Writer Loren Estleman Talks His Tech-Free Career

As he closes in on 100 novels, writer Loren Estleman remains proudly old-school in his approach to his craft.
Author Loren Estleman in his home study, where he still drafts his manuscripts on a manual typewriter. // Photograph by Nick Hagen

To make contact with Loren Estleman, I had to do something I hadn’t done in years: write a letter, put a stamp on it, and send it snail mail.

Long ago, Estleman, the Whitmore Lake-based author of more than 90 books, rejected the shift to email, and he’s never once been online. He does have a computer, an “antediluvian” model pieced together from spare parts, on which he polishes his final manuscripts; his wife, the writer Deborah Morgan, forwards them to his publisher.

While the publishing industry has undergone seismic shifts during his nearly 50-year writing career, Estleman still drafts his manuscripts — detective novels, mysteries, and historical Westerns — on a 1960 Olympia manual typewriter. He uses a 1923 Underwood for correspondence (responding to letters from nosy local journalists who ask to come see his workspace, for instance).

Perhaps Estleman’s opting out of the digital age is for the best, since his books evoke the classic old-school, tough-guy novelists like Raymond Chandler, Zane Grey, and Ernest Hemingway. Estleman has been called “the Stravinsky of hard-boiled prose — he never hits a wrong note.” And while he’s not a household name, his books have garnered a cult following and dozens of awards, including the 1990 American Mystery Award for best crime novel from Mystery Scene magazine for Whiskey River, the first in his Detroit Crime series.

The Detroit News, which named him a 2023 Michiganian of the Year, likened him to a less-famous Elmore Leonard.

Estleman lives off the beaten path in a house packed with nostalgia and wonder, including more than 50 manual typewriters, 3,000 films on VHS and DVD, shelves upon shelves of old books, hidden baseboard drawers (that house his original manuscripts), a secret bookcase passageway, and a mind-blowing array of historical items. “Things that have been around for a while — 50, 100 years — they’ve proven their integrity, so I feel very comfortable having them around me.”

The house sits atop a spread of more than 100 acres, out of Wi-Fi range. It’s a landscape he knows well, having grown up across the road.

“My dad and mom had a subsistence farm. My dad trucked during the week, and during the weekend, they drove vegetables, and we had some animals. So I learned how to plant and hoe and all that. I hated hoeing. One thing I learned about hoeing is that you have to hoe backwards, so you can see how far you’ve come, because if you turn around to see how far you have to go, you’re going to just lose heart. Maybe writing’s the same way. I like to have those pages piled up next to me.”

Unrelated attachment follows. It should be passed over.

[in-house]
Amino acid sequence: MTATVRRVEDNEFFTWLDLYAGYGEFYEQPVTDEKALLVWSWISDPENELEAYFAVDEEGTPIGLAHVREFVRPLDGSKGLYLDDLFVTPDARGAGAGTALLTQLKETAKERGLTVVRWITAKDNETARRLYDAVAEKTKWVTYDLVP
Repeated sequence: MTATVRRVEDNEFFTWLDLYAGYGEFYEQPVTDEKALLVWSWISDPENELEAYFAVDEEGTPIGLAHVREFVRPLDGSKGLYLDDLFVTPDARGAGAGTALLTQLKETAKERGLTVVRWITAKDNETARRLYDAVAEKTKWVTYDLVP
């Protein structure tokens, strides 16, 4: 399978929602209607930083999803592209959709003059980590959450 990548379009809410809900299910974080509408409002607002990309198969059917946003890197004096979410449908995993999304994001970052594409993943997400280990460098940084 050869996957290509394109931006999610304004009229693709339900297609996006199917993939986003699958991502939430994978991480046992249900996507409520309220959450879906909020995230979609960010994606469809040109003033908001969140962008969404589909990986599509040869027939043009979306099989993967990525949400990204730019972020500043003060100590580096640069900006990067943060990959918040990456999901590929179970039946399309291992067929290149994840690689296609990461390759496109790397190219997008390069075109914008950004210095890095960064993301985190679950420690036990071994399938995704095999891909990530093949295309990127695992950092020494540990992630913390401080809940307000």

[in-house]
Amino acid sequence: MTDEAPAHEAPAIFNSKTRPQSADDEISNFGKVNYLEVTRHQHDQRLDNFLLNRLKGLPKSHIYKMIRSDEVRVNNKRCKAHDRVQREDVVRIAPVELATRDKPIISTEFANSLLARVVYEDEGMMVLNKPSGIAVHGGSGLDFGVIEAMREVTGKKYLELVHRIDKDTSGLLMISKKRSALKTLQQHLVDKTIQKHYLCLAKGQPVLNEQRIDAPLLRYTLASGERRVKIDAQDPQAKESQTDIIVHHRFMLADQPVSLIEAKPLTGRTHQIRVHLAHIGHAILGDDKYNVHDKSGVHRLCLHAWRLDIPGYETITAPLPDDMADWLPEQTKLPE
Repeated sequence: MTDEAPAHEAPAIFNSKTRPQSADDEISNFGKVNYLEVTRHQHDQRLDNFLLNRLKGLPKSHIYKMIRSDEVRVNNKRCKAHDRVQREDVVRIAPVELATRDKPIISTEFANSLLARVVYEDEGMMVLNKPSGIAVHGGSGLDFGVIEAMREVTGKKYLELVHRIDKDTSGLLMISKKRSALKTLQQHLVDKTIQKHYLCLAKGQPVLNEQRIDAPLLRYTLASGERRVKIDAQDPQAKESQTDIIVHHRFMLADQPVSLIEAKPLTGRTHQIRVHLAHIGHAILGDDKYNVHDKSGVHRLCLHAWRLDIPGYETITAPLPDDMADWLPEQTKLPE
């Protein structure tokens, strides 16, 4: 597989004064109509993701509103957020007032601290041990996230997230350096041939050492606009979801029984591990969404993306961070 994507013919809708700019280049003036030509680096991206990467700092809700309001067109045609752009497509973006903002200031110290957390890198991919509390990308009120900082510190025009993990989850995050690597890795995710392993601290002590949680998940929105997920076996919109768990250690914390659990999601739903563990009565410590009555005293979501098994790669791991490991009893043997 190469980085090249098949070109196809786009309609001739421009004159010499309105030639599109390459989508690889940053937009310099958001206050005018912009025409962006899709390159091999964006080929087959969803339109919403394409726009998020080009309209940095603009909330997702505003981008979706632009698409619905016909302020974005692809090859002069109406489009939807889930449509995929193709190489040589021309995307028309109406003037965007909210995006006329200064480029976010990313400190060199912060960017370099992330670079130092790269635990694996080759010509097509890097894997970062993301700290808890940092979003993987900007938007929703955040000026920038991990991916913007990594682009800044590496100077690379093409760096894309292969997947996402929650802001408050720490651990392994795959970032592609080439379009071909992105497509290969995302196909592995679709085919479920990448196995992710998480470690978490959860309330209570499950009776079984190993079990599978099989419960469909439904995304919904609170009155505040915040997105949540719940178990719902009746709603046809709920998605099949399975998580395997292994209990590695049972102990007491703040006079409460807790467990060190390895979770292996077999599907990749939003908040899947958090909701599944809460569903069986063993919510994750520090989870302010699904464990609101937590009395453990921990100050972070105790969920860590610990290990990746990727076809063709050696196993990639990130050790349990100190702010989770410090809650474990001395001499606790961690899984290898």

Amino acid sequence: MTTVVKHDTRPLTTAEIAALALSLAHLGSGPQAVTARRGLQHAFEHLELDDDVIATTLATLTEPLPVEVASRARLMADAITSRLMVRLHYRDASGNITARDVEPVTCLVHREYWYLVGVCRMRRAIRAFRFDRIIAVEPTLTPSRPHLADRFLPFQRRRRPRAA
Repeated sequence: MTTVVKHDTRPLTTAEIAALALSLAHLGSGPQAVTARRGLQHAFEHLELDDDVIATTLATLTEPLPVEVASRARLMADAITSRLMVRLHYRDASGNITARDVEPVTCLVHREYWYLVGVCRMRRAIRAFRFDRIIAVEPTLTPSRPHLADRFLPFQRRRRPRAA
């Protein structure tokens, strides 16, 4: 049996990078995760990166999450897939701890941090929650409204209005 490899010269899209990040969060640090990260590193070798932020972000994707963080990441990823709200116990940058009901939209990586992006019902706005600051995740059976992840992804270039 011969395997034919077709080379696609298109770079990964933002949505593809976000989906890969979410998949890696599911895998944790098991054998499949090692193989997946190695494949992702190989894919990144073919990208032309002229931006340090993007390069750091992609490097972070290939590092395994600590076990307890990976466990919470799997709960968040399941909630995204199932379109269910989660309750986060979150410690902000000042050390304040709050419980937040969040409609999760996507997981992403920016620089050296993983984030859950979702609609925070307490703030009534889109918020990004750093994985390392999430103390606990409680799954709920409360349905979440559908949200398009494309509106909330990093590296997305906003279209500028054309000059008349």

Estleman first got the writing bug at age 15, while attending school in Dexter. His parents gave him a Smith Corona portable, “which I wore the heck out of,” Estleman says, noting he wrote his first short story at this time. “But that [manual] came in handy, because for a short period, I tried electric typewriters, and they just weren’t right for me. For one thing, you turn it on and it hums, and it’s like, ‘Come on, create something!’ Good old manual typewriters — they were just always ready when I was.”

Estleman studied art at Eastern Michigan University but eventually decided “to throw everything over into the writing, because I think I had been subconsciously going that direction anyway.” Journalism seemed like the most practical starting point, so Estleman worked first as a police beat reporter for The Ypsilanti Press in the 1970s, while still a student.

“I was a good writer, but I was a lousy reporter,” Estleman says of his early career.

Creating characters and concocting tales was a far better fit. In 1976, at age 23, he sold his first novel, The Oklahoma Punk (now titled Red Highway). He worked at his hometown paper, The Dexter Leader, until 1980, the year he published the first book to feature his most famous character, hard-boiled Detroit private investigator Amos Walker, who operates on the “dark side of the Motor City.” That same year, The High Rocks was a finalist for the National Book Award in the Westerns category. He began writing full time, churning out novels on his Olympia manual.

Many writers get pigeonholed into one genre, but Estleman shifts freely between them, calling the practice “literary crop rotation.” He even sometimes mashes them together in a single book (see Sherlock Holmes vs. Dracula). One of Estleman’s newest series follows the adventures of a film archivist named Valentino who ends up, through his work, piecing together old Hollywood mysteries. “I thought, ‘What a wonderful way to incorporate my love for old movies and the detective genre.’”

Now that he’s fast approaching the milestone of having published 100 books in his career, he can’t tell you where his most recently released book, an Amos Walker novel called City Walls, falls in the lineup, nor his next, a Valentino novel called Vamp.

“I try not to think about it. But I don’t see myself stopping. It’s too much fun.”

This story is from the October 2023 issue of Hour Detroit magazine. Read more in our digital edition.